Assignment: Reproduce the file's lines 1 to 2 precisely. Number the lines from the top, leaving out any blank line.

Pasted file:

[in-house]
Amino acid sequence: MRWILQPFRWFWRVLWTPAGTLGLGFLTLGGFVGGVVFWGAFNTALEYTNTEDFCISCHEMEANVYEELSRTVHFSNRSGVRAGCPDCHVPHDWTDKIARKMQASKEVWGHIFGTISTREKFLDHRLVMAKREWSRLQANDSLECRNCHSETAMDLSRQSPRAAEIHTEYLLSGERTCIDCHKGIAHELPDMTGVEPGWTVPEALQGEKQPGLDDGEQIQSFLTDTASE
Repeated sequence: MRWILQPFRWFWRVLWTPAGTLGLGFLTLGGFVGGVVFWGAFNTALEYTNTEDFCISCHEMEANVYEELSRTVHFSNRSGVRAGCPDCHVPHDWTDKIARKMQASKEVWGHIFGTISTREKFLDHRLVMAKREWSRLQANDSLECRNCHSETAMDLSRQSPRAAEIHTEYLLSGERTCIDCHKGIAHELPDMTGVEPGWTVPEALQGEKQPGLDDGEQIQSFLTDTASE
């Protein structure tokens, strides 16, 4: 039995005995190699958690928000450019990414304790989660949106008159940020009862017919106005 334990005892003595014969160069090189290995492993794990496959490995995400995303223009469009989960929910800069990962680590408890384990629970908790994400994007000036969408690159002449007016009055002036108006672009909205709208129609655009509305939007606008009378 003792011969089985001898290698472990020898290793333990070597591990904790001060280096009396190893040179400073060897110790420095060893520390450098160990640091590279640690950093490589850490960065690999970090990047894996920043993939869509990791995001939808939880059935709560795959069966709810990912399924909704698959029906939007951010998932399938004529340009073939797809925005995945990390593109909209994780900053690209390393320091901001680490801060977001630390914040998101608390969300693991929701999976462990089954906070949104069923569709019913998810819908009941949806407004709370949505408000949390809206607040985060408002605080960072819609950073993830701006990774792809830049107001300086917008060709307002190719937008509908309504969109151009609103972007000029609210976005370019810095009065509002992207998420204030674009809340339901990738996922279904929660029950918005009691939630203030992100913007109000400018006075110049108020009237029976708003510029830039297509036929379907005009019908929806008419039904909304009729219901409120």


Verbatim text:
[in-house]
Amino acid sequence: MRWILQPFRWFWRVLWTPAGTLGLGFLTLGGFVGGVVFWGAFNTALEYTNTEDFCISCHEMEANVYEELSRTVHFSNRSGVRAGCPDCHVPHDWTDKIARKMQASKEVWGHIFGTISTREKFLDHRLVMAKREWSRLQANDSLECRNCHSETAMDLSRQSPRAAEIHTEYLLSGERTCIDCHKGIAHELPDMTGVEPGWTVPEALQGEKQPGLDDGEQIQSFLTDTASE